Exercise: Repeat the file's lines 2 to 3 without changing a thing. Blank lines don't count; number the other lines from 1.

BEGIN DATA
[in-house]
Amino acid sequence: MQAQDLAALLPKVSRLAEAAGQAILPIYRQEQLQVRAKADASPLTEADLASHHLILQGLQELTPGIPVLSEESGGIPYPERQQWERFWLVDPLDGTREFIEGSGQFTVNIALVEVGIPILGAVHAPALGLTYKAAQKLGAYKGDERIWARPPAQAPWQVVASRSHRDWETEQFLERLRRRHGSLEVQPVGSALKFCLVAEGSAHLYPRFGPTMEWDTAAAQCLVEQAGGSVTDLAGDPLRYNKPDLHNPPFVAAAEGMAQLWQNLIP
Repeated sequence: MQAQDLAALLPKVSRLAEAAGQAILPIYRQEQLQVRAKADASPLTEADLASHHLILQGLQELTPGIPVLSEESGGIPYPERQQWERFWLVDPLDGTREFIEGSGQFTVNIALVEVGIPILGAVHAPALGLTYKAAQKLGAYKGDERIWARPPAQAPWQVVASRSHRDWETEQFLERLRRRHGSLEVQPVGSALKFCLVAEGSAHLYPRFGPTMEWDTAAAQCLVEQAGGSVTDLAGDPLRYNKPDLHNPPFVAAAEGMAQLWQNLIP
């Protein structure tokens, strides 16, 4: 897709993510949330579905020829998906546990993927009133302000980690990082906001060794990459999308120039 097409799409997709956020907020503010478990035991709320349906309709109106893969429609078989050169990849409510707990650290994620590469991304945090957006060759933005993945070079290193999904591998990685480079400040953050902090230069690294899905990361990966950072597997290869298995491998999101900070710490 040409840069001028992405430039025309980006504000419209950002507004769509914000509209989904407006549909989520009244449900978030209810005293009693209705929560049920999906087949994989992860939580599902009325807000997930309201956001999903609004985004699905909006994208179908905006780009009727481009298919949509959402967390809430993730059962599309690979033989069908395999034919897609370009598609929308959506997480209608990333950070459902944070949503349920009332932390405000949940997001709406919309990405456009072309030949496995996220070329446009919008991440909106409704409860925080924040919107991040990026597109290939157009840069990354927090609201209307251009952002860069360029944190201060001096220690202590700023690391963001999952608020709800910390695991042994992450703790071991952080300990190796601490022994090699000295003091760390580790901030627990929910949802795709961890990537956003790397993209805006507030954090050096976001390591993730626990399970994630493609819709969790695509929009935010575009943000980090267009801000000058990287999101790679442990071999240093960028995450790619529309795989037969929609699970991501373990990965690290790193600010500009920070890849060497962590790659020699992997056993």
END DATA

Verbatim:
Amino acid sequence: MQAQDLAALLPKVSRLAEAAGQAILPIYRQEQLQVRAKADASPLTEADLASHHLILQGLQELTPGIPVLSEESGGIPYPERQQWERFWLVDPLDGTREFIEGSGQFTVNIALVEVGIPILGAVHAPALGLTYKAAQKLGAYKGDERIWARPPAQAPWQVVASRSHRDWETEQFLERLRRRHGSLEVQPVGSALKFCLVAEGSAHLYPRFGPTMEWDTAAAQCLVEQAGGSVTDLAGDPLRYNKPDLHNPPFVAAAEGMAQLWQNLIP
Repeated sequence: MQAQDLAALLPKVSRLAEAAGQAILPIYRQEQLQVRAKADASPLTEADLASHHLILQGLQELTPGIPVLSEESGGIPYPERQQWERFWLVDPLDGTREFIEGSGQFTVNIALVEVGIPILGAVHAPALGLTYKAAQKLGAYKGDERIWARPPAQAPWQVVASRSHRDWETEQFLERLRRRHGSLEVQPVGSALKFCLVAEGSAHLYPRFGPTMEWDTAAAQCLVEQAGGSVTDLAGDPLRYNKPDLHNPPFVAAAEGMAQLWQNLIP